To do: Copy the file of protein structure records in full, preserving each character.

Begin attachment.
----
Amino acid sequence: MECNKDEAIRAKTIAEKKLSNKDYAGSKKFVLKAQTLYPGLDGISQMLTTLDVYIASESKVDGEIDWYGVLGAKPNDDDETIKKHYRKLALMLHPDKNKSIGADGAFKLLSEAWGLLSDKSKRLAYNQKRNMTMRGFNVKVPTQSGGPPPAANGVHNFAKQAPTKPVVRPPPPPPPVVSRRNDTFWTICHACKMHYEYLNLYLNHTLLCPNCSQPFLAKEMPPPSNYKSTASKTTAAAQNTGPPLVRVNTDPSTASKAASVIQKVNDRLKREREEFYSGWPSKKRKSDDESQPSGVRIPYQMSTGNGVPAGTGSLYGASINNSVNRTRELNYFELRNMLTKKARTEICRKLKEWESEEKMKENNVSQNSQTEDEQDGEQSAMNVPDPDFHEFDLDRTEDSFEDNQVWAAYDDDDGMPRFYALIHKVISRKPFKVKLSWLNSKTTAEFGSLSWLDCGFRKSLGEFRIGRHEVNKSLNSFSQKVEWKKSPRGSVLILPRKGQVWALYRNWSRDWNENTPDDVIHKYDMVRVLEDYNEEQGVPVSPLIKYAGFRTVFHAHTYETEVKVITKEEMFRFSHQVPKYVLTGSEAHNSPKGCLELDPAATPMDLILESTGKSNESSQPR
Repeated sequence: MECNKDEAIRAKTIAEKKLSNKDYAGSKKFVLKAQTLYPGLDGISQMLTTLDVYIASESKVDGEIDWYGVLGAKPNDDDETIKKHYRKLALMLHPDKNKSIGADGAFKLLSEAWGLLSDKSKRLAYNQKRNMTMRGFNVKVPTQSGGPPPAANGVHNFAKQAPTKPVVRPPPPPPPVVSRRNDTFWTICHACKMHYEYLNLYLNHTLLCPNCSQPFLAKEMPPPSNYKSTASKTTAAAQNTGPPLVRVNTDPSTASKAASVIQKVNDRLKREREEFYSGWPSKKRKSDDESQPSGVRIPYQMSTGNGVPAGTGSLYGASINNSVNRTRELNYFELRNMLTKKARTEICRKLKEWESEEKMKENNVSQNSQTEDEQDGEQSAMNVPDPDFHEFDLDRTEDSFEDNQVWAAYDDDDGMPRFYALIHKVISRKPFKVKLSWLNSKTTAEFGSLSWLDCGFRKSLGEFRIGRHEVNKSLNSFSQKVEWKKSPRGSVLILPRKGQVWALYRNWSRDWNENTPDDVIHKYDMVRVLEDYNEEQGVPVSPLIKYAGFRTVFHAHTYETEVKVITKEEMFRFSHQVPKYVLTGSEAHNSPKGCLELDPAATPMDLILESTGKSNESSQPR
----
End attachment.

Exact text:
Amino acid sequence: MECNKDEAIRAKTIAEKKLSNKDYAGSKKFVLKAQTLYPGLDGISQMLTTLDVYIASESKVDGEIDWYGVLGAKPNDDDETIKKHYRKLALMLHPDKNKSIGADGAFKLLSEAWGLLSDKSKRLAYNQKRNMTMRGFNVKVPTQSGGPPPAANGVHNFAKQAPTKPVVRPPPPPPPVVSRRNDTFWTICHACKMHYEYLNLYLNHTLLCPNCSQPFLAKEMPPPSNYKSTASKTTAAAQNTGPPLVRVNTDPSTASKAASVIQKVNDRLKREREEFYSGWPSKKRKSDDESQPSGVRIPYQMSTGNGVPAGTGSLYGASINNSVNRTRELNYFELRNMLTKKARTEICRKLKEWESEEKMKENNVSQNSQTEDEQDGEQSAMNVPDPDFHEFDLDRTEDSFEDNQVWAAYDDDDGMPRFYALIHKVISRKPFKVKLSWLNSKTTAEFGSLSWLDCGFRKSLGEFRIGRHEVNKSLNSFSQKVEWKKSPRGSVLILPRKGQVWALYRNWSRDWNENTPDDVIHKYDMVRVLEDYNEEQGVPVSPLIKYAGFRTVFHAHTYETEVKVITKEEMFRFSHQVPKYVLTGSEAHNSPKGCLELDPAATPMDLILESTGKSNESSQPR
Repeated sequence: MECNKDEAIRAKTIAEKKLSNKDYAGSKKFVLKAQTLYPGLDGISQMLTTLDVYIASESKVDGEIDWYGVLGAKPNDDDETIKKHYRKLALMLHPDKNKSIGADGAFKLLSEAWGLLSDKSKRLAYNQKRNMTMRGFNVKVPTQSGGPPPAANGVHNFAKQAPTKPVVRPPPPPPPVVSRRNDTFWTICHACKMHYEYLNLYLNHTLLCPNCSQPFLAKEMPPPSNYKSTASKTTAAAQNTGPPLVRVNTDPSTASKAASVIQKVNDRLKREREEFYSGWPSKKRKSDDESQPSGVRIPYQMSTGNGVPAGTGSLYGASINNSVNRTRELNYFELRNMLTKKARTEICRKLKEWESEEKMKENNVSQNSQTEDEQDGEQSAMNVPDPDFHEFDLDRTEDSFEDNQVWAAYDDDDGMPRFYALIHKVISRKPFKVKLSWLNSKTTAEFGSLSWLDCGFRKSLGEFRIGRHEVNKSLNSFSQKVEWKKSPRGSVLILPRKGQVWALYRNWSRDWNENTPDDVIHKYDMVRVLEDYNEEQGVPVSPLIKYAGFRTVFHAHTYETEVKVITKEEMFRFSHQVPKYVLTGSEAHNSPKGCLELDPAATPMDLILESTGKSNESSQPR